Her team of researchers examined health records for more than 25,000 people over the course of several decades from the Chicago Health Association study. Heart disease risk factors, including high blood pressure, cholesterol, body mass index, diabetes and smoking, were assessed for each person in medical exams in the late 1960s and early 1970s when the average participant was in their early 40s.

Cardiovascular disease risk factors that were present (or not) in that early 40s age group were “highly predictive” of what kind of health one had at ages 65, 75 and 85, Allen said.

Those with no major risk factors lived longer, lived more years without heart disease or other chronic illnesses, and saved money on health care in their later years, according to the study published in the journal Circulation in 2017.

Meanwhile, people in their 40s should also be aware of health issues that tend to arise in middle age. More than 30 million Americans have diabetes, and 90 percent to 95 percent of them have Type 2 diabetes, which most often develops in people over 45, according to the Centers for Disease Control and Prevention.

Heart health in the 50s and 60s

Cardiovascular health (link opens in new window)impacts your ability to live a productive life as you age, including your ability to work in middle age.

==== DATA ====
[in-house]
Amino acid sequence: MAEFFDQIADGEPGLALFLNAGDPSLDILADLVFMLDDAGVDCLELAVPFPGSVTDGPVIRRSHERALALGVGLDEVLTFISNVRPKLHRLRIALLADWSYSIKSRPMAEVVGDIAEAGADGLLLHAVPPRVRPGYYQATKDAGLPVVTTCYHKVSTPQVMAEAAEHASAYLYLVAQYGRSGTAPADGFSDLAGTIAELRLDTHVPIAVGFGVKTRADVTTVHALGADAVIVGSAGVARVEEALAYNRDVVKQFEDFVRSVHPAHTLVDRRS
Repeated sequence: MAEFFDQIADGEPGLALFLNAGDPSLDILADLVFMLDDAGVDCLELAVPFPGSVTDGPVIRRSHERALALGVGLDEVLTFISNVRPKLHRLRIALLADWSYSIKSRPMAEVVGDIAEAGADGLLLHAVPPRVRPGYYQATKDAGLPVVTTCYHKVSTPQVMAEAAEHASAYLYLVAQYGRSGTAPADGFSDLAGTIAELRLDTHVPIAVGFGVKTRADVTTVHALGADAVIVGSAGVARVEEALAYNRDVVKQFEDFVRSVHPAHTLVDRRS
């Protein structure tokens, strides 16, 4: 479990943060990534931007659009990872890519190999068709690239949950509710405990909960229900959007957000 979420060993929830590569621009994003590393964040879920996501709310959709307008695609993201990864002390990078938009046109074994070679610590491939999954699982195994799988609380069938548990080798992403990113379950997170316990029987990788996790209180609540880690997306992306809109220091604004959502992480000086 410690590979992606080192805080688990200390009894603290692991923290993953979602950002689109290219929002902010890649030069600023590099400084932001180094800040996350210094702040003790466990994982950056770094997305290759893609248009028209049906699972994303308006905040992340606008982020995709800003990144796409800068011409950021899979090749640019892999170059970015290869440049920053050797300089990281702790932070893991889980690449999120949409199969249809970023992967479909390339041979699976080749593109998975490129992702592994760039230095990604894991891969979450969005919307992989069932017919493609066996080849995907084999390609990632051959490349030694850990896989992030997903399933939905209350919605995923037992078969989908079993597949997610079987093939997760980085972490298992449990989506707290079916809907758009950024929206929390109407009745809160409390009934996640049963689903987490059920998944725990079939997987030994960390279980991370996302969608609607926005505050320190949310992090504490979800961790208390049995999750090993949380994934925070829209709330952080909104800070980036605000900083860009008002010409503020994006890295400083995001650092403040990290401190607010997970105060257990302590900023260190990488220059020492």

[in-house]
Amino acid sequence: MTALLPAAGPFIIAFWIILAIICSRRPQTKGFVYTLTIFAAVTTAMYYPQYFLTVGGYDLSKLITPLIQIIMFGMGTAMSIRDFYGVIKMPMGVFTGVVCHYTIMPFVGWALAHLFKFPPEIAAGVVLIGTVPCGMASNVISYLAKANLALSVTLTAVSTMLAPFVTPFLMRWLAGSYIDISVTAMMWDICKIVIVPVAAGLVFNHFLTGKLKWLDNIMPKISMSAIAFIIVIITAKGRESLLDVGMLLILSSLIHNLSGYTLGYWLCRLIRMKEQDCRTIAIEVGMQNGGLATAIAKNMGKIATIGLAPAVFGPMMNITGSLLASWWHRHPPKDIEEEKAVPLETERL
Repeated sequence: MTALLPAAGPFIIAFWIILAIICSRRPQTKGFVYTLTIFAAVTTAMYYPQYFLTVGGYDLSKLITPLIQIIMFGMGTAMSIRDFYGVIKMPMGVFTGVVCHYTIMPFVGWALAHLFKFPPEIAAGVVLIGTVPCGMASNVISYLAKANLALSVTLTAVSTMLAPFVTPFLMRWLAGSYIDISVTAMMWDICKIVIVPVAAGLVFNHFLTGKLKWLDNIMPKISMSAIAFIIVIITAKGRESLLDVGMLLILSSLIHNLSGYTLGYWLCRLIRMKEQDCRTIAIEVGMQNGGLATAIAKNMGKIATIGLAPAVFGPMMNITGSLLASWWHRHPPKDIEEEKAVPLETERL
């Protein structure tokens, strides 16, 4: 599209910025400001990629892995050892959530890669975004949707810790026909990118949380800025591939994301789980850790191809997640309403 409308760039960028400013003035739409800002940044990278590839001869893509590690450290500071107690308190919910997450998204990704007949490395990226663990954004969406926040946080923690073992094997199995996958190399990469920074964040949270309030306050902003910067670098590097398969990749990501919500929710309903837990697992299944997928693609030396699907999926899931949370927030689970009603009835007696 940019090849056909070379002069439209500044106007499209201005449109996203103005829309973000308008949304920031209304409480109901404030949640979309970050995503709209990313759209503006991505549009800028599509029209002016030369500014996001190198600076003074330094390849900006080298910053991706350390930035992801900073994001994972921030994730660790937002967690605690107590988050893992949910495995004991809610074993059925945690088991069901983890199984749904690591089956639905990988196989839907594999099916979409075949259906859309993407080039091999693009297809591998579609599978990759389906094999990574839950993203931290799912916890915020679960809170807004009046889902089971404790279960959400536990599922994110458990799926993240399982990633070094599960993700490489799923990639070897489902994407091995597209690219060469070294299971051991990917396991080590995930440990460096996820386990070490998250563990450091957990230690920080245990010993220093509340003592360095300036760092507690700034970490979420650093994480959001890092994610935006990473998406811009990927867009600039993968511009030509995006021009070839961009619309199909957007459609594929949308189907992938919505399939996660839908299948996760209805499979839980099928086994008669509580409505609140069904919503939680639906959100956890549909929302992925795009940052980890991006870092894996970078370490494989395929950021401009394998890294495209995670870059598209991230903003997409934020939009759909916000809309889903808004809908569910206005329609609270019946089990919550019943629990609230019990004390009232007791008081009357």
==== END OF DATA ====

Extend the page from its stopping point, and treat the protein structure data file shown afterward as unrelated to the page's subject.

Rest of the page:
Employees with better cardiovascular health, as measured by the Life’s Simple 7 factors, experienced fewer sick days and better concentration at work, one study found. Other research found that annual employer health care costs were on average $2,021 less for employees with at least six ideal scores of the seven heart health metrics.

For women, menopause doesn’t cause cardiovascular disease, but risk factors can begin to occur around this period of a woman’s life, and heart disease symptoms may become more evident afterward.

The 50s and 60s is often a time when people accumulate more weight, and heart disease risk factors appear.

Research has shown that exercising regularly in middle age can improve the elasticity of blood vessels brought on by a sedentary lifestyle and reduce cardiovascular disease risk.

Think about ways to do more walking, whether it’s a few blocks in your neighborhood or a trek to the local farmer’s market to find fresh produce. Also keep in mind that preparing meals at home rather than eating out is usually a good way to ensure healthy eating.

In your 60s and beyond, medical problems can become more prevalent. But people with fewer health issues are likely to have fewer doctor visits and less hospital or nursing home care.

Those with more favorable heart disease risk factors in middle age saved approximately $18,000 during their time on Medicare, according to Allen’s research. Even those who developed chronic diseases later in life experienced less severity of those illnesses.

Whatever your age, reducing your cardiovascular disease risk is worth the effort. It’s often a good idea to involve the whole family — spouses, children and grandchildren.

“Work as a team,” Allen said. “Making it a group activity is good for everyone.”